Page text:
Barack Obama says that the bad economy isn’t his fault because of things like ATM machines:
“There are some structural issues with our economy where a lot of businesses have learned to become much more efficient with a lot fewer workers. You see it when you go to a bank and you use an ATM, you don’t go to a bank teller, or you go to the airport and you’re using a kiosk instead of checking in at the gate.”
Now I don’t think his idea is without merit. The technological revolutions of the last few decades and the challenges of globalization have changed the nature of our economy in significant ways. But I’m not sure how you can possibly blame ATMs. Aside from the myriad ways in which ATMs boost efficiency, liquidity, consumer spending (and don’t forget all of the jobs created for technicians and manufacturers of ATM machines), I’m not sure you can even blame a drop in bank teller jobs on bank machines. This is just a quick take, but just think about it for two seconds. The number of bank branches has soared in recent years. Those branches need human tellers (and bank machines). That’s why the BLS predicted that teller jobs would grow about 6% from 2008 to 2018 (it predicted other banking jobs would grow as well). That estimate may be lower now because of the recession, but that’s the recession’s fault — i.e. in Obama’s political wheelhouse — and not because of the “structural” issues Obama’s trying to pass the blame off to.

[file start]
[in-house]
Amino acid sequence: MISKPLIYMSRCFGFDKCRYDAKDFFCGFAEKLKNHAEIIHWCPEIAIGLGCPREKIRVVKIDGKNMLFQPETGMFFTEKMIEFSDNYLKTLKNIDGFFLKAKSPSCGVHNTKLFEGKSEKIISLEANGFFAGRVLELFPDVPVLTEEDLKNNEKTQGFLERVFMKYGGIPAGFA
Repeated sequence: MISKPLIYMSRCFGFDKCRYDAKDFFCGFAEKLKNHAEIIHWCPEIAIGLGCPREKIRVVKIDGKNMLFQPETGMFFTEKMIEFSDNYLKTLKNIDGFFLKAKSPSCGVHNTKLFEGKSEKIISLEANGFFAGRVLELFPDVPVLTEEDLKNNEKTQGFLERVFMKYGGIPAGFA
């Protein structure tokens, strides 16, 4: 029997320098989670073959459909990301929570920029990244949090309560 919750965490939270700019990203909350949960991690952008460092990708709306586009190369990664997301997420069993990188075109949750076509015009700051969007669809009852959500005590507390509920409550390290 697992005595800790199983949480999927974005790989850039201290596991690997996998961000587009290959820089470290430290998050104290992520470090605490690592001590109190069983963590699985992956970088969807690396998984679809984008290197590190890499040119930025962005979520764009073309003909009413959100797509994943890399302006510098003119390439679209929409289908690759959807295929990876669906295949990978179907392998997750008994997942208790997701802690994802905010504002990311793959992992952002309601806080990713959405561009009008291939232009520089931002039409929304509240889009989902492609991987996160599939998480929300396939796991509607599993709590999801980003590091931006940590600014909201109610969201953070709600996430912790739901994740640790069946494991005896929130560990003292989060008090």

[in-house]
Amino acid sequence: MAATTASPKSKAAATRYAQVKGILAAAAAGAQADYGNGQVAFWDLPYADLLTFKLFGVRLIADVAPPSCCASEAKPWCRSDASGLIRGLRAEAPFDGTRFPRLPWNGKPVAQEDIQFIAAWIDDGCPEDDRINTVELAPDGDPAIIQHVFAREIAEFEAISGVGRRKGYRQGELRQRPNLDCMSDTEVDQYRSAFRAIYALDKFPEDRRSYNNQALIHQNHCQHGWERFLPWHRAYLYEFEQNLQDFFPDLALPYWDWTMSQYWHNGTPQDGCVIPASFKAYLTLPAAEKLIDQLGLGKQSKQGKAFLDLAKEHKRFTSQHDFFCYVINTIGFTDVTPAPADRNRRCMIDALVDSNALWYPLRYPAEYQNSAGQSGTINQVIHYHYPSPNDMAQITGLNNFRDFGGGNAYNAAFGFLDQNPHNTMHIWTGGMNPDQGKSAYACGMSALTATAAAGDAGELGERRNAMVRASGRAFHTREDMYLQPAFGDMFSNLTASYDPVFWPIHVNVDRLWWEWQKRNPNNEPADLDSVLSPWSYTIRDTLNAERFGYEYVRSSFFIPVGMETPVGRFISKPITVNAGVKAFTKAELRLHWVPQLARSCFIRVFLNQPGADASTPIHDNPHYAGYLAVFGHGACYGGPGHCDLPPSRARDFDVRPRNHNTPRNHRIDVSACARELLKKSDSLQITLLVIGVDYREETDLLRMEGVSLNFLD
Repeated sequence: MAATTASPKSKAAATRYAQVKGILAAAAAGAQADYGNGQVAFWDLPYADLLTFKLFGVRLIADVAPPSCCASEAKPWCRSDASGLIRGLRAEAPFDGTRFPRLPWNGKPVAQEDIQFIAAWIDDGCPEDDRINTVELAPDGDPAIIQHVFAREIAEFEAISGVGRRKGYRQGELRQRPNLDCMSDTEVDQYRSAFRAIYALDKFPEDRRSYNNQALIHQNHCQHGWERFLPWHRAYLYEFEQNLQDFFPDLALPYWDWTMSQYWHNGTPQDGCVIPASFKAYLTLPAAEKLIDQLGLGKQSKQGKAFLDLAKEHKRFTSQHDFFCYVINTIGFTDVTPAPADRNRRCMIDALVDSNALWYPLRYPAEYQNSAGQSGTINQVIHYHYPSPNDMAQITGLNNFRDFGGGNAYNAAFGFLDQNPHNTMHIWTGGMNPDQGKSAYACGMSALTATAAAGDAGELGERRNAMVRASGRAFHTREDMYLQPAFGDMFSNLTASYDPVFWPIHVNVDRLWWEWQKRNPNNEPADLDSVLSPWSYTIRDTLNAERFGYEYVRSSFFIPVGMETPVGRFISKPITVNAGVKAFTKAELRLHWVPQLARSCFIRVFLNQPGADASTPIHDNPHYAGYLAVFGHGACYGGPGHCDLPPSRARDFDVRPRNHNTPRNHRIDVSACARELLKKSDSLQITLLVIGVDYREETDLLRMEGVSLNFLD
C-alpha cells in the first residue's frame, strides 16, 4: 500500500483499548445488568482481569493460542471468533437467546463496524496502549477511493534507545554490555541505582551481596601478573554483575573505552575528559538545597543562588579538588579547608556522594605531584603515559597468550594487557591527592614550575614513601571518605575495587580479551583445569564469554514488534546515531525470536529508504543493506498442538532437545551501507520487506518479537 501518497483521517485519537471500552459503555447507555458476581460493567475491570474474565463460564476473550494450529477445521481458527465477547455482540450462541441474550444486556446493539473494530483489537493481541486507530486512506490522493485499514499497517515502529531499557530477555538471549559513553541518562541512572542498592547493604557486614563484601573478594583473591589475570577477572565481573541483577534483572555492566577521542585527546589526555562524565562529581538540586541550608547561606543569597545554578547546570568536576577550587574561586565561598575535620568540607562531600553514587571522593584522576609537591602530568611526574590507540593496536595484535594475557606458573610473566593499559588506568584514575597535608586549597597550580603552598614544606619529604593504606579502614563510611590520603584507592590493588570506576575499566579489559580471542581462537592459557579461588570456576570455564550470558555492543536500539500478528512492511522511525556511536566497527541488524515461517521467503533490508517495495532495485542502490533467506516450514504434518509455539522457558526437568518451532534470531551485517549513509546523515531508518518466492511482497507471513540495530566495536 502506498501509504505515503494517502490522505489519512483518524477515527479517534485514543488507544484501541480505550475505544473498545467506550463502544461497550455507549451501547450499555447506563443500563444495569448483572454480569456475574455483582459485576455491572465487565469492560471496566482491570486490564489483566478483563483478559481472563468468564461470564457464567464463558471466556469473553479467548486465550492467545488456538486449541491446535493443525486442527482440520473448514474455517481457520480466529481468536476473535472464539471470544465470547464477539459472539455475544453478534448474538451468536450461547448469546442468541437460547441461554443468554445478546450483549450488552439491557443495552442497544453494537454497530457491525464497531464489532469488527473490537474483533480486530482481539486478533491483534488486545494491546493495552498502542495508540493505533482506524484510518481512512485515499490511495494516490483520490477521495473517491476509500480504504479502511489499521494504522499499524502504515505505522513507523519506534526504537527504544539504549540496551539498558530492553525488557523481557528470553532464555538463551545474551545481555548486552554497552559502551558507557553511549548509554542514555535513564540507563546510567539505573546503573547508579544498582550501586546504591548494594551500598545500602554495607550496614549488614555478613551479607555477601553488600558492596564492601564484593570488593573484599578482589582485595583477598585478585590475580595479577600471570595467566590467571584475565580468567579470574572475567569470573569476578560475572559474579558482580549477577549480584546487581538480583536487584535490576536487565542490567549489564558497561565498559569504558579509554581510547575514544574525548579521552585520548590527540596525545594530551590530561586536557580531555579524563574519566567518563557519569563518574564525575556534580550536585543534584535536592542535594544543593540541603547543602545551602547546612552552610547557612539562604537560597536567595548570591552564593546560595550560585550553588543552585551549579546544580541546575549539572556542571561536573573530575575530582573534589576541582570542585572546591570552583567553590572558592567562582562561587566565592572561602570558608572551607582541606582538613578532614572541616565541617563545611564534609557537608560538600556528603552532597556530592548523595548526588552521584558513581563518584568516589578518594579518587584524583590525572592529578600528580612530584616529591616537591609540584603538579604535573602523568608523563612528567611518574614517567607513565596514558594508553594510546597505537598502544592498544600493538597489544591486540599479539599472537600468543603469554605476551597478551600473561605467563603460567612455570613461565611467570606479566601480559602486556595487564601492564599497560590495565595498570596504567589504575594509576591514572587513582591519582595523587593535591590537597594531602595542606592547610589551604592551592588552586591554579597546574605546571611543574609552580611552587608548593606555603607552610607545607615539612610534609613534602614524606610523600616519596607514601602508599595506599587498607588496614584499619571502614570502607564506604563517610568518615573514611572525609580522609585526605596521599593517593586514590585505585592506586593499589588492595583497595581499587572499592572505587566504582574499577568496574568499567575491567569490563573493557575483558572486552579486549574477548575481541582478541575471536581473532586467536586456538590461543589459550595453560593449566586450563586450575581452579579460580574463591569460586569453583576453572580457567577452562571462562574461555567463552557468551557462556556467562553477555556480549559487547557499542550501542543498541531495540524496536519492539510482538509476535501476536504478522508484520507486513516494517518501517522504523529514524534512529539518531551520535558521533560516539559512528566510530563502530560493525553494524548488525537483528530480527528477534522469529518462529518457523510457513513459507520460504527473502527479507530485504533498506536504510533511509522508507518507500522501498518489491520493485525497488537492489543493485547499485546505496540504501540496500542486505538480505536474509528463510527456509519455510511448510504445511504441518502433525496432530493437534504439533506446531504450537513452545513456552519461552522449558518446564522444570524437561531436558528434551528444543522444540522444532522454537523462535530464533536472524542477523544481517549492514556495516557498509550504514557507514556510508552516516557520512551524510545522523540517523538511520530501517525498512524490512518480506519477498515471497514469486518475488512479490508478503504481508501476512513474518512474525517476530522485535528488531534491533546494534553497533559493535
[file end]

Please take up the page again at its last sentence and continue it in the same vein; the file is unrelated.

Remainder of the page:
For instance, consider this:
At the dawn of the self-service banking age in 1985, for example, the United States had 60,000 automated teller machines and 485,000 bank tellers. In 2002, the United States had 352,000 ATMs – and 527,000 bank tellers.
Guess who was president in 2002.
Meanwhile, Obama does want to make some structural changes to the economy that will destroy very good paying jobs in the energy sector. If his clean energy-win-the-future-regulate-carbon proposals were implemented, it would throw vast numbers of people out of work in the coal, oil and gas industries. And there’s zero reason to believe that the “green jobs” he would replace them with would be better paying. And, we’d all pay more for more expensive energy, either as consumers or as taxpayers footing the bills for subsidies.
If you want to talk about job-killing structural issues, that’s a good place to start.